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ISSN: 2641-1687

Journal of Urology & Nephrology Studies

Research Article(ISSN: 2641-1687)

Difficulties in Application of the International Statistical Classification of Diseases and Related Health Problems (ICD) and Distribution Rates for Urogenital Diseases Volume 2 - Issue 4

Dr. Huseyin Kocan*

  • Department of Urology, Kanuni Sultan Suleyman Training and Research Hospital, Istanbul, Turkey

Received: January 09, 2020;   Published: January 21, 2020

Corresponding author: Dr. Huseyin Kocan, Department of Urology, Kanuni Sultan Suleyman Training and Research Hospital, Istanbul, Turkey

DOI: 10.32474/JUNS.2020.02.000142

Abstract PDF

Abstract

Background: The ICD-10 coding system is commonly used in organizations providing health services in many countries. This coding system used for diagnosis of diseases is standardized for national and international diagnoses with the aim of determining incidence rates for diseases and acting as a guide for determination of health policies.

Aim: To determine the amount of ICD-10 diagnosis codes used for all patients attending our hospital in a 1-year period, the rates of ICD-10 related to urogenital system diseases and the distribution of urogenital system diseases.

Materials and methods: From 15/04/2018 to 15/04/2019, a total of 3,764,124 ICD-10 codes were recorded for diagnosis and treatment in all units of Kanuni Sultan Süleyman Education and Research Hospital. Of these, 174,448 (5%) were ICD-10 codes for the urogenital system and urogenital diseases and unused codes were recorded.

Results: Of the 196 ICD-10 codes related to urogenital diseases, 43 (22%) were not used, with 5% of total codes within a 1-year period related to urogenital system diseases and of these 50% were related to infectious diseases.

Conclusion: Regulation of the ICD-10 coding use certification programs standardized by the WHO will contribute to providing accurate national and international data. Our data shows that urogenital system infections have an important place in health spending. Informing the public about infectious diseases will contribute to reducing possible health spending and development of antibiotic resistance.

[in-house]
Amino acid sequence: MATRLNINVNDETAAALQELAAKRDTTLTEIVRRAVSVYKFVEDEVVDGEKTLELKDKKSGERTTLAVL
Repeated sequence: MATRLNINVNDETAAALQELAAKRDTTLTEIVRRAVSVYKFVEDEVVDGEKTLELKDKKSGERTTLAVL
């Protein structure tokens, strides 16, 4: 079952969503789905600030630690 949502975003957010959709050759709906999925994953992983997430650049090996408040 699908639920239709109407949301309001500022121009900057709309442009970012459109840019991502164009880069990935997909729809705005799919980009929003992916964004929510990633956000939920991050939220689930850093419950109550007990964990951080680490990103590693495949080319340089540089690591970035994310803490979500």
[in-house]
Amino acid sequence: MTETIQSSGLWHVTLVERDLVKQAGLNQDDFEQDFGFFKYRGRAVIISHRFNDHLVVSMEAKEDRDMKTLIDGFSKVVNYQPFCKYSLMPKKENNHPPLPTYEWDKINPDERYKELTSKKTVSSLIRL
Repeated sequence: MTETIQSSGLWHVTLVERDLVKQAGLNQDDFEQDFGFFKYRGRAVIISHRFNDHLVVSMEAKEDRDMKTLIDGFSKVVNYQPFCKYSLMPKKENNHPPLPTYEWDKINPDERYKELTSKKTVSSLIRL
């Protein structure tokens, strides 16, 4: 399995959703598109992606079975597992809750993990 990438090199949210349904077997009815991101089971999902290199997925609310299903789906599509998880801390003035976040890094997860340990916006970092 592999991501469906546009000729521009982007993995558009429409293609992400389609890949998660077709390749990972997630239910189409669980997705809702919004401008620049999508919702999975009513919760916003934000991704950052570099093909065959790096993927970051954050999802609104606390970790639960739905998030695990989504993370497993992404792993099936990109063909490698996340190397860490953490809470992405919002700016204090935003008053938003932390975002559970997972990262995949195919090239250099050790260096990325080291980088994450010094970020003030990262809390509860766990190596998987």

Keywords: ICD-10 code; urogenital system diseases; WHO; epidemiology

Introduction

The International Classification of Disease (ICD) system was developed for accurate follow-up of diseases in a population. Studies about coding related to diseases extend back to 1763 [1]. In 1948, the World Health Organization (WHO) gained responsibility for an international coding system for diseases [1,2]. Historically updated, the developed ICD coding system was published as ICD- 10 in 1992 [2]. This coding system used for diagnosis of diseases aimed to standardize national and international disease diagnoses. Additionally, this system aimed to add convenience to many areas like clinical research, financial analysis, statistics, risk management and health policies [1,2]. ICD-10 has an alpha-numeric code structure. The ICD-10 classification structure has five levels. Each level is a detailed form of the level above. The aim was to determine the total ICD-10 code amounts used in all units of İstanbul Kanuni Sultan Süleyman Education and Research hospital during a 1-year period, the amount of ICD-10 codes related to urogenital system diseases and the distribution of urogenital diseases to determine the usability of the ICD-10 coding system for urogenital system diseases.

Material-Method

From 15/04/2018 to 15/04/2019, a total of 3,764,124 ICD- 10 codes were recorded for diagnosis and treatment in all units of Kanuni Sultan Süleyman Education and Research Hospital. There were 174,448 (5%) ICD-10 codes for the urogenital system and urogenital diseases and unused codes were recorded.

Result

Within a 1-year period, 174,448 (5%) ICD-10 codes were used for urogenital system diseases. The distribution of urologic diseases according to ICD-10 is shown in Figure 1. Of the 196 ICD-10 codes related to urogenital diseases, 43 (22%) were not used. The unused ICD-10 codes are shown in Figure 2. There were 87,077 ICD-10 codes (50%) used for urogenital infections and the distribution is shown in Figure 3. For stone disease related to the urogenital system, 30,733 (18%) ICD-10 codes were used and the distribution is shown in Figure 4. There was a total of 13,790 ICD-10 codes (8%) used for benign tumors of the urogenital system, with the distribution shown in Figure 5. A total of 1115 ICD-10 codes (1%) were used for urogenital system malignant tumors, with the distribution shown in Figures 6 & 7.

Figure 1: ICD-10 codes and rates used for urogenital system diseases.

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Figure 2: ICD-10 codes for the urogenital system that are not used.